I grew up in a fairly abusive household. And not in the ways some might instantly assume. I wasn't physically abused by an angry father, but instead by an angry single mother who routinely hit home (literally) that I had brought all of the abuse on myself.
Because of this, I have taught and will continue to teach my son (and any other children who may come along) that hurting others in never the right answer.
But it really saddens me, and frankly drives me a little mad, to see that there is a subset of our culture (especially in the media) who is actively working against me and other parents who are trying hard to instill non-violent values to our children.
Not even a day after the lackluster penalty for Ray Rice's action was announced by the NFL, we already had our first case of foot-in-mouth disease by one such TV talking head.
ESPN analyst (and I use that term lightly) Stephen A. Smith, who is known for his brash and frequently over-the-top opinions, voiced his opinion on the topic and created a massive fire storm of backlash.
Smith literally lost any credibility he meant to gain within the first sentence of his diatribe when he said, "It's not about him; it's about you," then went on to chastise victims (mainly women) by saying they need to do more to avoid provoking their attackers. WRONG!!
Smith issued an apology several days later on his early morning show, attempting to clarify his bonehead statement by saying that in no way was he suggesting that women provoke violence. But in reality, that's exactly what he did. ESPN even put him on camera with a female anchor who accepted his apology (as if she speaks for all women in the world) and had her deflect from Smith by aggressively shaming the NFL and calling for an apology on behalf of all women.
What's worse, it's not just men who are spreading these kinds of foolish and very dangerous ideas. Women are too.
Back in May of this year, the whole world was abuzz when video was leaked to the media of an altercation between Jay-Z and Solange Knowles in an elevator at the Met Gala.
Seriously, what is with people and elevators? Maybe take the stairs next time.
In the video, Solange is seen aggressively attacking Jay-Z, kicking and punching him, all while security attempts to restrain her and Beyonce stands by and watches. You know what you didn't see -- Jay-Z hitting Solange back. In fact, he defended himself by putting his hands up and attempting to deflect her attacks (take notes, Ray Rice).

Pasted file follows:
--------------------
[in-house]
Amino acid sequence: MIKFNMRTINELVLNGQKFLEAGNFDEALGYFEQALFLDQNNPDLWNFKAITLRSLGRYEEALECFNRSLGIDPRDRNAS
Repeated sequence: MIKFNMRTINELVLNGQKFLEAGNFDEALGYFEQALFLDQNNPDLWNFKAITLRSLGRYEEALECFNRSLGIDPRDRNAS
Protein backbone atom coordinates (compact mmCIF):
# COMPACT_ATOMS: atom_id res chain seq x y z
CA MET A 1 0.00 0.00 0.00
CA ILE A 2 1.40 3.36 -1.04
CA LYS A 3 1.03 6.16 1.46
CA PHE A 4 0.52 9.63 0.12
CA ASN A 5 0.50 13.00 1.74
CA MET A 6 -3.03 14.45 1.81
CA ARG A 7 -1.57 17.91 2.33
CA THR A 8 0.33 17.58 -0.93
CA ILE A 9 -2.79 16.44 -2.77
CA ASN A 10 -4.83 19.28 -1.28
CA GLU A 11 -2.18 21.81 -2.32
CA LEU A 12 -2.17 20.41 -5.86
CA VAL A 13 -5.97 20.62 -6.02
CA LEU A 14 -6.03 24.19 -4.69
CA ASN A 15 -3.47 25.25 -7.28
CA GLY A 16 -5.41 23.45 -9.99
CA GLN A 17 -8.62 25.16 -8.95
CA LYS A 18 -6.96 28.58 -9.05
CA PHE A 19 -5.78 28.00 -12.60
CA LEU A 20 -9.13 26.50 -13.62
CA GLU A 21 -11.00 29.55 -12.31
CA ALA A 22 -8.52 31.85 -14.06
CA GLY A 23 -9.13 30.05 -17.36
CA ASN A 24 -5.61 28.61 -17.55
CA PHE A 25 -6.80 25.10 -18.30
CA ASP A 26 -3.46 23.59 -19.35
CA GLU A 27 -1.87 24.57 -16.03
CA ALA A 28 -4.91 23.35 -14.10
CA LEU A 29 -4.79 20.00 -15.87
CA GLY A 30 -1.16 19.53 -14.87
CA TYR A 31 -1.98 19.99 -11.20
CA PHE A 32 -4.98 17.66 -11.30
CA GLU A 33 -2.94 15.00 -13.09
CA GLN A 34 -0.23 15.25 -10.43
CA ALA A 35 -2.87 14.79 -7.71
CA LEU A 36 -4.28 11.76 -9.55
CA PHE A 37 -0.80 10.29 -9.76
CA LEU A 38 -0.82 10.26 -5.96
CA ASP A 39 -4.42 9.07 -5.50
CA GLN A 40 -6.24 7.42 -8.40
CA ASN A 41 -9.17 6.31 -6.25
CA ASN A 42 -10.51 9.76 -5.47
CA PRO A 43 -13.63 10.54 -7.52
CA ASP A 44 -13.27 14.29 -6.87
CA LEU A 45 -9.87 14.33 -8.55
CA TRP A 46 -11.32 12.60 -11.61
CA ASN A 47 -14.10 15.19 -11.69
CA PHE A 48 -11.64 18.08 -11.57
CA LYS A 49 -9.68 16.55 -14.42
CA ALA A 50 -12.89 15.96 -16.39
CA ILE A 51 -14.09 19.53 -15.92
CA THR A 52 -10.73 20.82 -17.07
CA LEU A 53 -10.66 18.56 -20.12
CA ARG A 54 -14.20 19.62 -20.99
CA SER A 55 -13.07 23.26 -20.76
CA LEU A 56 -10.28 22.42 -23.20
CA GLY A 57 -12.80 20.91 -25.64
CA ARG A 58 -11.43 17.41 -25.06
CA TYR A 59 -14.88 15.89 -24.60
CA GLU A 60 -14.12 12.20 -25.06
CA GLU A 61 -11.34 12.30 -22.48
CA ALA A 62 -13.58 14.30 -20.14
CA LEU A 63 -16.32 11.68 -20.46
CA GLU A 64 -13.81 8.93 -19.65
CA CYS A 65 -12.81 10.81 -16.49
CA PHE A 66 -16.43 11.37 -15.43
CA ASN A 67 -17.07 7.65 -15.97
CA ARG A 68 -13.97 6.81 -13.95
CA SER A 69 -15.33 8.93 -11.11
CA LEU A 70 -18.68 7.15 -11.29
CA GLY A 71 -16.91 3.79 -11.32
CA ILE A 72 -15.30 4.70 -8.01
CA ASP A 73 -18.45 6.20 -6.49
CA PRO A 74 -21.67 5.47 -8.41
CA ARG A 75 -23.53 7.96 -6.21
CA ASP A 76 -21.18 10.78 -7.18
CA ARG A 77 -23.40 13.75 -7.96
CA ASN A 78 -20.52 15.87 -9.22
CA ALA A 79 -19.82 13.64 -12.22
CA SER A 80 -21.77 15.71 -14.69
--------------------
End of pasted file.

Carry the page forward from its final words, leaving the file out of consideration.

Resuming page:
As part of the media circus that followed this incident, the ladies of The View weighed in. One in particular, host Whoopi Goldberg, was adamant in her statement that Jay-Z had the right to hit Solange back, saying, "Where I'm from, if you hit anybody, they have the right to hit you back. If a woman hits a man, he has the right to hit her back. That's why I don't hit men."
Allow me to counter using words similar to Whoopi's: No one has the RIGHT to hit anyone, and if someone does hit you, you do NOT have the RIGHT to hit them back. I don't care if you're a man or a woman.
Now, I'm no historian, and I was a pretty awful student, but the last time I checked, knocking someone out (male or female) was not in the Bill of Rights, or the Bible, or the Koran, or the Torah, or any other place outlining basic human rights.
Now I realize that this is easier said than done, and if I was in a situation where I or a loved one was being attacked, there is a very good chance I'm going to strike back. But you know what the difference is? I would never say my striking back was my RIGHT; rather, it was my CHOICE. Ray Rice made a CHOICE to physically assault his now wife, and thus cemented his status as a D-Bag. Jay-Z made a CHOICE to not to hit Solange back, thus showing a high level of decency.
Victims are victims because someone else made a choice to hurt them; it was not their right. Life, is all about CHOICES, remember?
Enough is enough. It's is hard just to raise a child in today's society. Raising boys and girls to be well-adjusted, stand-up men and women is even harder.
Topics like physical abuse, rape, and an overall shaming of women that seems to still be alive and well in our society, are going to be heart-wrenchingly difficult to explain to my son when the time comes someday. As a man trying to raise another man, I refuse to continue or cultivate a culture of, "Well, she was asking for it" or "Well, she shouldn't have provoked me."
I will instead raise my son to make the CHOICE to be a good man.